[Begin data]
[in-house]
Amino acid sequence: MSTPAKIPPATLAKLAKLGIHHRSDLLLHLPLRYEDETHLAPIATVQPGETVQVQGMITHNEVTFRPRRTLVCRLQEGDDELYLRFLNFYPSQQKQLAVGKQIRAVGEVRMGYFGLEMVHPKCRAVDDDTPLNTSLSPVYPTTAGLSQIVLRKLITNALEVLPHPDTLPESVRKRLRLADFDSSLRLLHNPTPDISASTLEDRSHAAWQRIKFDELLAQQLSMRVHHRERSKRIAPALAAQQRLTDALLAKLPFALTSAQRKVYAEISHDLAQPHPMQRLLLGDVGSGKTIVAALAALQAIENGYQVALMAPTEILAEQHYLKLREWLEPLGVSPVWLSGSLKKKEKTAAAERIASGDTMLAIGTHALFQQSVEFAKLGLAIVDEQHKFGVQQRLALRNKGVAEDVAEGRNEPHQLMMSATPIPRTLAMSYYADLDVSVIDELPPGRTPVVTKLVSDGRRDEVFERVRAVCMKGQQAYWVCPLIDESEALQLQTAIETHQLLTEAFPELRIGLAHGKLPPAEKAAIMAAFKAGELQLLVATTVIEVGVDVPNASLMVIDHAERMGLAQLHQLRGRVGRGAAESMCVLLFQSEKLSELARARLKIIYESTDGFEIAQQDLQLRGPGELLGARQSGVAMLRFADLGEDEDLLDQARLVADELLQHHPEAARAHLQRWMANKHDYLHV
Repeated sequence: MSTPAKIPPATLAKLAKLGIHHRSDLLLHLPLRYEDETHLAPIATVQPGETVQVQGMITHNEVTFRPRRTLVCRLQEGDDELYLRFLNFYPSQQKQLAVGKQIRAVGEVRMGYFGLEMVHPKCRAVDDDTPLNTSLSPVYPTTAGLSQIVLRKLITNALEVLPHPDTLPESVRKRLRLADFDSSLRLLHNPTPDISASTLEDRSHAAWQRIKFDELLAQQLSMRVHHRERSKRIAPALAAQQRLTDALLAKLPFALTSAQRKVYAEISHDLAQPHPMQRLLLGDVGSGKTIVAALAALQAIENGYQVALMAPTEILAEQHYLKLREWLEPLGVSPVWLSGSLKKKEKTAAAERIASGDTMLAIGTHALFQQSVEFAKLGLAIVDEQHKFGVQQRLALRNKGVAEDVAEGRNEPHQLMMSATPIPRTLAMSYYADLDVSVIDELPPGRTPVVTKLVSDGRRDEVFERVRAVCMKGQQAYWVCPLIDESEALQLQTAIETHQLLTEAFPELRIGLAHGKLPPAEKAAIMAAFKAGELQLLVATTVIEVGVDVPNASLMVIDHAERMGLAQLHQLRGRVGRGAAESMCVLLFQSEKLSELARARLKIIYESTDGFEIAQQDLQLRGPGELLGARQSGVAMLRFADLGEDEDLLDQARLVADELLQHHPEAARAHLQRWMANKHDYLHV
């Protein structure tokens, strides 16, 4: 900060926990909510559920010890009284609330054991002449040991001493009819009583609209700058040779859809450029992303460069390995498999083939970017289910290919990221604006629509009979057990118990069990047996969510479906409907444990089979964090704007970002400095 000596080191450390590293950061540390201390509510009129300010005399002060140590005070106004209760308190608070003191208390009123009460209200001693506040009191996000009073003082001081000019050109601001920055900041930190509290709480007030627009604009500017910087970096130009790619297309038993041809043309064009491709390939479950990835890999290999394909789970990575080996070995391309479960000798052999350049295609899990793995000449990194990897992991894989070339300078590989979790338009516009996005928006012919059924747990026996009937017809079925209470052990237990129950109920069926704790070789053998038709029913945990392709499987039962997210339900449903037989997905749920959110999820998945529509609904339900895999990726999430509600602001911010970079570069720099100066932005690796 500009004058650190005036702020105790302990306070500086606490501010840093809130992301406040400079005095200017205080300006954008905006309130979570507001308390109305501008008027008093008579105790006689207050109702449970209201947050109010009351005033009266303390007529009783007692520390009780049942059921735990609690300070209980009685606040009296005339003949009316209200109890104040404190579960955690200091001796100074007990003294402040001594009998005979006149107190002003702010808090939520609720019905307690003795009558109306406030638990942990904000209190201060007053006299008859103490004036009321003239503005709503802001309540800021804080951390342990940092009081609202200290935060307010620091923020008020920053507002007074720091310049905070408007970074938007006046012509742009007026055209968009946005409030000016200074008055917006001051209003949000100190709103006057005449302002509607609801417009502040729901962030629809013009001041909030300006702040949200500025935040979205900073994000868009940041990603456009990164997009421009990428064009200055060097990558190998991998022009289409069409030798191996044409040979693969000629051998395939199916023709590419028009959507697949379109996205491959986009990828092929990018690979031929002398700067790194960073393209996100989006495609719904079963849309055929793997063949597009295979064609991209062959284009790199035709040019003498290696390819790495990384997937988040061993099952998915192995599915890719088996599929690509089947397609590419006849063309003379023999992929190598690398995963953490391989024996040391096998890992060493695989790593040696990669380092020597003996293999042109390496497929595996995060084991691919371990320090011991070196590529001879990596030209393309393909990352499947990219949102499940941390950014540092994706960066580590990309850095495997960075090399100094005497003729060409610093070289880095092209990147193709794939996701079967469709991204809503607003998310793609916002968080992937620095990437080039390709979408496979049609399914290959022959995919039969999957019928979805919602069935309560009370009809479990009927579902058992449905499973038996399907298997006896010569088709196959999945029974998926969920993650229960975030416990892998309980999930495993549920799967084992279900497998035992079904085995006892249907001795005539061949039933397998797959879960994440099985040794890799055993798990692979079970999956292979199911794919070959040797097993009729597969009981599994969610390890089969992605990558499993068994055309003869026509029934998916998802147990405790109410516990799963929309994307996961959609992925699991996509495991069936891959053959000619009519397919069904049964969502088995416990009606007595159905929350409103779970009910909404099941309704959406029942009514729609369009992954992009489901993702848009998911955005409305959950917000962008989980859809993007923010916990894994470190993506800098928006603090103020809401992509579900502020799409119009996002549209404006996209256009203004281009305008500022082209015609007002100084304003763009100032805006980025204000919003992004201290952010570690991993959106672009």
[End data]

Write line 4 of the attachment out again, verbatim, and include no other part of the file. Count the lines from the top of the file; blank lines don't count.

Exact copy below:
């Protein structure tokens, strides 16, 4: 900060926990909510559920010890009284609330054991002449040991001493009819009583609209700058040779859809450029992303460069390995498999083939970017289910290919990221604006629509009979057990118990069990047996969510479906409907444990089979964090704007970002400095 000596080191450390590293950061540390201390509510009129300010005399002060140590005070106004209760308190608070003191208390009123009460209200001693506040009191996000009073003082001081000019050109601001920055900041930190509290709480007030627009604009500017910087970096130009790619297309038993041809043309064009491709390939479950990835890999290999394909789970990575080996070995391309479960000798052999350049295609899990793995000449990194990897992991894989070339300078590989979790338009516009996005928006012919059924747990026996009937017809079925209470052990237990129950109920069926704790070789053998038709029913945990392709499987039962997210339900449903037989997905749920959110999820998945529509609904339900895999990726999430509600602001911010970079570069720099100066932005690796 500009004058650190005036702020105790302990306070500086606490501010840093809130992301406040400079005095200017205080300006954008905006309130979570507001308390109305501008008027008093008579105790006689207050109702449970209201947050109010009351005033009266303390007529009783007692520390009780049942059921735990609690300070209980009685606040009296005339003949009316209200109890104040404190579960955690200091001796100074007990003294402040001594009998005979006149107190002003702010808090939520609720019905307690003795009558109306406030638990942990904000209190201060007053006299008859103490004036009321003239503005709503802001309540800021804080951390342990940092009081609202200290935060307010620091923020008020920053507002007074720091310049905070408007970074938007006046012509742009007026055209968009946005409030000016200074008055917006001051209003949000100190709103006057005449302002509607609801417009502040729901962030629809013009001041909030300006702040949200500025935040979205900073994000868009940041990603456009990164997009421009990428064009200055060097990558190998991998022009289409069409030798191996044409040979693969000629051998395939199916023709590419028009959507697949379109996205491959986009990828092929990018690979031929002398700067790194960073393209996100989006495609719904079963849309055929793997063949597009295979064609991209062959284009790199035709040019003498290696390819790495990384997937988040061993099952998915192995599915890719088996599929690509089947397609590419006849063309003379023999992929190598690398995963953490391989024996040391096998890992060493695989790593040696990669380092020597003996293999042109390496497929595996995060084991691919371990320090011991070196590529001879990596030209393309393909990352499947990219949102499940941390950014540092994706960066580590990309850095495997960075090399100094005497003729060409610093070289880095092209990147193709794939996701079967469709991204809503607003998310793609916002968080992937620095990437080039390709979408496979049609399914290959022959995919039969999957019928979805919602069935309560009370009809479990009927579902058992449905499973038996399907298997006896010569088709196959999945029974998926969920993650229960975030416990892998309980999930495993549920799967084992279900497998035992079904085995006892249907001795005539061949039933397998797959879960994440099985040794890799055993798990692979079970999956292979199911794919070959040797097993009729597969009981599994969610390890089969992605990558499993068994055309003869026509029934998916998802147990405790109410516990799963929309994307996961959609992925699991996509495991069936891959053959000619009519397919069904049964969502088995416990009606007595159905929350409103779970009910909404099941309704959406029942009514729609369009992954992009489901993702848009998911955005409305959950917000962008989980859809993007923010916990894994470190993506800098928006603090103020809401992509579900502020799409119009996002549209404006996209256009203004281009305008500022082209015609007002100084304003763009100032805006980025204000919003992004201290952010570690991993959106672009």